The picture in 11:15-19 is panoramic of the rest of the tribulation. In these five verses the victory of God’s enemies and the establishment of His kingdom are announced.37 John records, “Then the seventh angel sounded; and there were loud voices in heaven, saying, ‘The kingdom of the world has become the kingdom of our Lord and of His Christ; and He will reign forever and ever’” (11:15). The record of this judgment appears in chapter 16. The millennial reign of Christ will last for only 1,000 years, but the reign of Christ will continue on throughout all eternity in the new heavens and the new earth. So here we have the fulfillment of many Old Testament prophecies that look forward to the eternal rule38 of God when God’s purposes will be done on earth as it is in heaven.39
In 11:16, “the twenty-four elders, who sit on their thrones before God, fell on their faces and worshiped God.” The action of falling down on their faces demonstrates a clear understanding of God’s greatness and the believer’s humility before God. The worship they expressed was a giving of thanks. In Hebrews 13:15, we learn that God wants us to continually offer up a “sacrifice of praise.”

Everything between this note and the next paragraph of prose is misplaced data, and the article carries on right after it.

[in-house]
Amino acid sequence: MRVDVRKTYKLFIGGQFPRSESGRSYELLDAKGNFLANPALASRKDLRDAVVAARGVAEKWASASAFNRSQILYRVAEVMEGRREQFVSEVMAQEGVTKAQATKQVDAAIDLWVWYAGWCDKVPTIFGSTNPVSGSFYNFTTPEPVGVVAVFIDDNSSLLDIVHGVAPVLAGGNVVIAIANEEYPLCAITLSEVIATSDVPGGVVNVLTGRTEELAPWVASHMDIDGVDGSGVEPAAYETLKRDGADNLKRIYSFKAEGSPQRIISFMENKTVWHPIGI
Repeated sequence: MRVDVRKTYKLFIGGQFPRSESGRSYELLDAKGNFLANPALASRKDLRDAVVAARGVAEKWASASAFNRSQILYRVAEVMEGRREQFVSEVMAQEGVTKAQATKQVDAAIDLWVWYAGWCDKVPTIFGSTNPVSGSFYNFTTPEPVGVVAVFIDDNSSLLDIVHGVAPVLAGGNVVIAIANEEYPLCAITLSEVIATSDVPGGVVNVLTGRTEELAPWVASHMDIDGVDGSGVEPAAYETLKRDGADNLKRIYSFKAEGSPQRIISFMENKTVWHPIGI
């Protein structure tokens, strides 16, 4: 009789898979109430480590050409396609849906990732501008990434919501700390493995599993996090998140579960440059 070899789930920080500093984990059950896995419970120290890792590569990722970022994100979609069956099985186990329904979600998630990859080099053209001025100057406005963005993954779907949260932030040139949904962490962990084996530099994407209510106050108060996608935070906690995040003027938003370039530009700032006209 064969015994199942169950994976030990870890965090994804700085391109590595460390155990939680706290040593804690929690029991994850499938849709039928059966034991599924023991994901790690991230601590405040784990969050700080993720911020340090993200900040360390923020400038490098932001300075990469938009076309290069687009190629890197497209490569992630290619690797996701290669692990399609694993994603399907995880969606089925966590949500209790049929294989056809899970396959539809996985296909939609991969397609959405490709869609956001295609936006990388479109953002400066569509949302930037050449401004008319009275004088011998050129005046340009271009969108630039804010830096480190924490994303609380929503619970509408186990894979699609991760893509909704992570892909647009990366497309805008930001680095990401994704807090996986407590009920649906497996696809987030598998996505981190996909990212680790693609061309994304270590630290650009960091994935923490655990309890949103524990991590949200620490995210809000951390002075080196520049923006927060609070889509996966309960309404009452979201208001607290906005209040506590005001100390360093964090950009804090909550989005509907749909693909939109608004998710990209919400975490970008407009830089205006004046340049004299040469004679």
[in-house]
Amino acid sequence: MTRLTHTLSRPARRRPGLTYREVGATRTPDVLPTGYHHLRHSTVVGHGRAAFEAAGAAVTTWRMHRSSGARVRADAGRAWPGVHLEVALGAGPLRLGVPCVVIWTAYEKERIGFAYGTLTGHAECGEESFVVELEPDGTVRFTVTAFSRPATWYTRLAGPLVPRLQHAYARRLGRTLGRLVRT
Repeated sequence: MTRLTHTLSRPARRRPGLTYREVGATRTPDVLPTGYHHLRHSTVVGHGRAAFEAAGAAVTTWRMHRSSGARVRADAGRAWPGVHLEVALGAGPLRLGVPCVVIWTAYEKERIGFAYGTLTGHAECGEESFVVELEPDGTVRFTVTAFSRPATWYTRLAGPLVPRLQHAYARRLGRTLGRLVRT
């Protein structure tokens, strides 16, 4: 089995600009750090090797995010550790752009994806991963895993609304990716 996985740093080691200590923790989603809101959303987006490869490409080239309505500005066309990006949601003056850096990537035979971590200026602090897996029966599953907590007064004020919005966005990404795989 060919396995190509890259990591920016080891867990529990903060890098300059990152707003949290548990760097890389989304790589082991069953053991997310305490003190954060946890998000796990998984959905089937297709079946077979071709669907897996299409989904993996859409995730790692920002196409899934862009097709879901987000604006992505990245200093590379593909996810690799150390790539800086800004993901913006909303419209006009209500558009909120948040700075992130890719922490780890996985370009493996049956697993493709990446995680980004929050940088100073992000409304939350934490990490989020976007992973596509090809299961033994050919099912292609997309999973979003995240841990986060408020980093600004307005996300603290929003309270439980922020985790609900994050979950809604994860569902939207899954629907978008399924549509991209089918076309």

The Hebrew writer goes on to inform us that this sacrifice of praise is thanksgiving to God. We were created to give thanks to God. That is where we find our ultimate meaning and worth.
In 11:17-18, we see four specific reasons for thanksgiving.
- God’s power is being proclaimed (11:17b). Thanks is due God especially for His sovereign rule and righteous judgment. Yet, we rarely thank God for these attributes. The word “Almighty” (pantokrator)40 means possessing all power and rule (Rev 1:8; 4:8; 15:3; 16:7, 14; 19:6, 15; 21:22). It speaks of God’s sovereignty and omnipotence as the supreme Ruler of the universe. Next God is praised for His eternality: “who are and who were because You have taken Your great power and have begun to reign.”41
- God’s plan is being accomplished (11:18a). John writes, “And the nations were enraged, and Your wrath came, and the time came for the dead to be judged.” Here is a reference to the rebellion of the nations during the tribulation period. This is a fulfillment of Pslm 2:1-6. God will one day judge all the wicked dead.42
- God’s promise is being fulfilled (11:18b). John writes, “and the time to reward Your bond-servants the prophets and the saints and those who fear Your name, the small and the great.” The reward of God is a great reason to give thanks! We are given salvation as a gift of grace. You would think that would be more than enough, but God freely gives rewards on top of salvation (Rev 22:12).